"I think it's vital, as a first step, to listen. And beyond that, also to allow ourselves to enter an uncomfortable place among ourselves to deconstruct ourselves. Also to understand where we stand, from what vantage point we see the world, what privileges intersect us and also what identities intersect us at the same time as people," González, who contributes from Mexico for Agencia Presentes, a news organization based in Buenos Aires that covers issues related to LGBTQ+ rights and human rights with a gender focus, said.
González recommended removing the "veil of stereotypes and stigmas" when approaching issues of sexual diversity and chosing instead a human rights approach. The journalist also said that stories with a vision of hope should be privileged and not be limited to tragic and painful coverage that equates news about LGBTQ+ people with hate crimes or prejudice.
"To tell [LGBTQ+ stories] following best practices is to have a human rights vision about lives, stories and what becomes news when it intersects LGBTQ+ people," González said. "Bad practices would be everything that generates, starting with language, discourses that are used in journalism — the image, the video, the audios, the written word — to reproduce stereotypes, to criminalize identities, individuals and populations."
Speaking from a place of hope, González said, has to do with thinking of LGBTQ+ people as individuals who contribute to society, who can have expertise in different areas and thus add to journalistic stories. This can contribute to normalizing their existence in areas of society outside of those related to sexual diversity.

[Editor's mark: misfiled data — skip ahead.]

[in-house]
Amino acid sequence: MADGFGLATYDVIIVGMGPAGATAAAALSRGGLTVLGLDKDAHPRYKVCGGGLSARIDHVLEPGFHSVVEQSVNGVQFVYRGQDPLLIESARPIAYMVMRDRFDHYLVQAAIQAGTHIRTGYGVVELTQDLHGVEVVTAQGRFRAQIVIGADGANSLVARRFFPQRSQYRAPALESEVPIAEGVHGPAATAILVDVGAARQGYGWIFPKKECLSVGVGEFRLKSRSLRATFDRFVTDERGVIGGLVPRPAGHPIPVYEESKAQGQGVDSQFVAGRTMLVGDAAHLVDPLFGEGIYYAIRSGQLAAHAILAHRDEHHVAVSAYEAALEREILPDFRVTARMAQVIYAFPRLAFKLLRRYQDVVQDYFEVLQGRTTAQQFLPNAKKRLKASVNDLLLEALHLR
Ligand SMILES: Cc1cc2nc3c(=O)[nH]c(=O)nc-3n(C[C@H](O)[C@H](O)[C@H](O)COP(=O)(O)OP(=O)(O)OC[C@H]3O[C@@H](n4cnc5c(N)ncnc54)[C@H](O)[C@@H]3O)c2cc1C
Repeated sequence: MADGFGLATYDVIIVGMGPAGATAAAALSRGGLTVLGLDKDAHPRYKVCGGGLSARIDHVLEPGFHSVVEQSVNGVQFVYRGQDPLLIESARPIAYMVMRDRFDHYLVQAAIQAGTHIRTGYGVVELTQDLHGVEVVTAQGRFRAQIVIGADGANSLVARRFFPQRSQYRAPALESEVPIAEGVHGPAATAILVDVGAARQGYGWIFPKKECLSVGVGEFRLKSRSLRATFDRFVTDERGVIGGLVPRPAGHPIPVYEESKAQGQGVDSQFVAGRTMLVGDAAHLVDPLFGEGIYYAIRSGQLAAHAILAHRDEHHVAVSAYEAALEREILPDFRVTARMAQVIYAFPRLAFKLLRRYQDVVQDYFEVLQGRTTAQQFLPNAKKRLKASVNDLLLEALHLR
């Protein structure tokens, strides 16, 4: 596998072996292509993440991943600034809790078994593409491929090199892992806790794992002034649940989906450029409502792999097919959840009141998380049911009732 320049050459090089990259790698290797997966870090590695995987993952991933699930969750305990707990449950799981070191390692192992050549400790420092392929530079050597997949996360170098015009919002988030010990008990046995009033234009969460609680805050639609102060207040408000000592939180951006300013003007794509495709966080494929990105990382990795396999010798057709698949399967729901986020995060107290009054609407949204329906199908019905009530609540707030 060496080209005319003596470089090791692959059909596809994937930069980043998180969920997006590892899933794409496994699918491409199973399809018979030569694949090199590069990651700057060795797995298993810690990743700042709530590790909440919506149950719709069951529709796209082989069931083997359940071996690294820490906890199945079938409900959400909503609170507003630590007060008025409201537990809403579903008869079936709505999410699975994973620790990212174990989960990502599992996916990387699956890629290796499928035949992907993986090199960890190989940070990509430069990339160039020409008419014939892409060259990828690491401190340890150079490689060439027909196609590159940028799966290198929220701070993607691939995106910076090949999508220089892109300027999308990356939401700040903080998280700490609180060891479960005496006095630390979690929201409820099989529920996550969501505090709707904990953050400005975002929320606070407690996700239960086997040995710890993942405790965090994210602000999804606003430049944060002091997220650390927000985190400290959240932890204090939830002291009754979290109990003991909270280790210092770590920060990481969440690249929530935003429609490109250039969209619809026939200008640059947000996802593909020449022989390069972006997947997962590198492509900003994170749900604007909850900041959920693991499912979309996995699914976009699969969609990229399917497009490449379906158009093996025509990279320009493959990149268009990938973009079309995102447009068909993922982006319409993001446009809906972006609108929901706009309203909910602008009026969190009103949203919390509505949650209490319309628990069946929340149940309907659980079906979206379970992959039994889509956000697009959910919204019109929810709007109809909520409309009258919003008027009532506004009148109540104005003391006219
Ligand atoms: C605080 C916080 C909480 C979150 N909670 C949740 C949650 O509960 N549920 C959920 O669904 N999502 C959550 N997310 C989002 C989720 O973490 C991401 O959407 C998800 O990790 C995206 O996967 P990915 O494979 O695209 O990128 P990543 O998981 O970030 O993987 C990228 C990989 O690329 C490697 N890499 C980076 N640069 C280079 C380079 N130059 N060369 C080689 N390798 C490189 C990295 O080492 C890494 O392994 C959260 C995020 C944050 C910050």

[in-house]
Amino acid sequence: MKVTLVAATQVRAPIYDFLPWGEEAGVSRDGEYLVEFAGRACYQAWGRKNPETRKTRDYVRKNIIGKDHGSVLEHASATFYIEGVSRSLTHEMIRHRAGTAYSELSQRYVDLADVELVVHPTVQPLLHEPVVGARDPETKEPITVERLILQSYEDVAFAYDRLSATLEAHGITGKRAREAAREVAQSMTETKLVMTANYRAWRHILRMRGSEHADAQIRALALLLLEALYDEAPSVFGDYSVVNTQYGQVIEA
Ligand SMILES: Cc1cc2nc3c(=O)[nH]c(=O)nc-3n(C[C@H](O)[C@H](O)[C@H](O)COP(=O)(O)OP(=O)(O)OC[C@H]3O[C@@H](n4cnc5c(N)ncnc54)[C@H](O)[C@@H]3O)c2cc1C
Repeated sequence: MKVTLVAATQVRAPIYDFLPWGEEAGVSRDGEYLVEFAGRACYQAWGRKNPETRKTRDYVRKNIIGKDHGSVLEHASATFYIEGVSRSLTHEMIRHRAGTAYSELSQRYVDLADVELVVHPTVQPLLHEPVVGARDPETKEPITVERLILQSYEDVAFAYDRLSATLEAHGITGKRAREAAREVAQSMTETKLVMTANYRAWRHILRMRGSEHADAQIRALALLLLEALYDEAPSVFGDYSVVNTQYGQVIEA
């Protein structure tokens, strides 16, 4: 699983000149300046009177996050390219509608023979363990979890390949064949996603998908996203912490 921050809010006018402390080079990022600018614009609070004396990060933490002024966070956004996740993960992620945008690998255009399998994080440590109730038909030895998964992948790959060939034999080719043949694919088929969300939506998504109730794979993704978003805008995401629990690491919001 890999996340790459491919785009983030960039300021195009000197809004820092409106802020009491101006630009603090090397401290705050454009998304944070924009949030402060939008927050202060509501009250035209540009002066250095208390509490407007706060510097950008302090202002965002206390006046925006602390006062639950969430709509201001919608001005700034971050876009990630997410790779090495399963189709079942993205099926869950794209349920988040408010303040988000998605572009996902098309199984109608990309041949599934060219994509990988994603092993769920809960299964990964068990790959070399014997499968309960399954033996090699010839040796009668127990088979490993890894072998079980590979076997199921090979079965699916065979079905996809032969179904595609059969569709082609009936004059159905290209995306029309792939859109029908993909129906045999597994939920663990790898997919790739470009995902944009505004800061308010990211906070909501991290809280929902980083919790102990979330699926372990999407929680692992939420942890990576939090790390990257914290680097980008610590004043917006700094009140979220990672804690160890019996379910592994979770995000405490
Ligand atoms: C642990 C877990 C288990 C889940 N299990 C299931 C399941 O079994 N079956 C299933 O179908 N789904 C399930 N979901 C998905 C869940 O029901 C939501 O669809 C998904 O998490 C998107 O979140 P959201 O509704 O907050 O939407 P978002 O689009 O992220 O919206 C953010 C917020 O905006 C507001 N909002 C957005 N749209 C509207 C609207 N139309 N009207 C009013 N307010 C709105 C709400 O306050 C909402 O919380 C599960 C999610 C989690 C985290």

González invited fellow journalists to overcome their fear to join in covering LGBTQ+ issues to counter the hate narratives prevalent in Latin America.
"This is an invitation to put ourselves in an uncomfortable place, if that's the way it has to be," Gonzalez said. "We are in a moment, particularly in the region, where we have a wave of hate speech. I think journalism offers great possibilities to totally change those narratives and one of those is not to continue advocating for pain from a place of morbidity."
Carolina Vila-Nova, a journalist at Folha de S.Paulo, said that these uncomfortable conversations should also serve to question who holds positions of power in newsrooms, as this is directly reflected in their editorial coverage.
For this reason, the Brazilian journalist considers that one of the main challenges for the media is to change their management structures and organizational culture. Vila-Nova took the example of the newspaper Folha de S.Paulo. Although there is a certain gender parity in its structure that has been consolidated in recent years, the top positions are still held by cisgender men.
Those changes in media structures, Vila-Nova said, will inevitably impact the way women are looked at in news coverage.
"It takes a collective change in the way we look at women. From the choice of topics to the sources we're going to hear from, to the photographs we're going to use to represent those women we're talking about," she said.
Vila-Nova is the coordinator of the “Projeto Leitoras,” an initiative of Folha de S. Paulo launched in February this year to improve the newspaper's interaction with its female audience and give visibility to their demands in their daily coverage.
The group's dynamics include discussion groups via WhatsApp in which various topics of interest to female readers are addressed with the support of specialists. To date, these groups have brought together more than 130 women.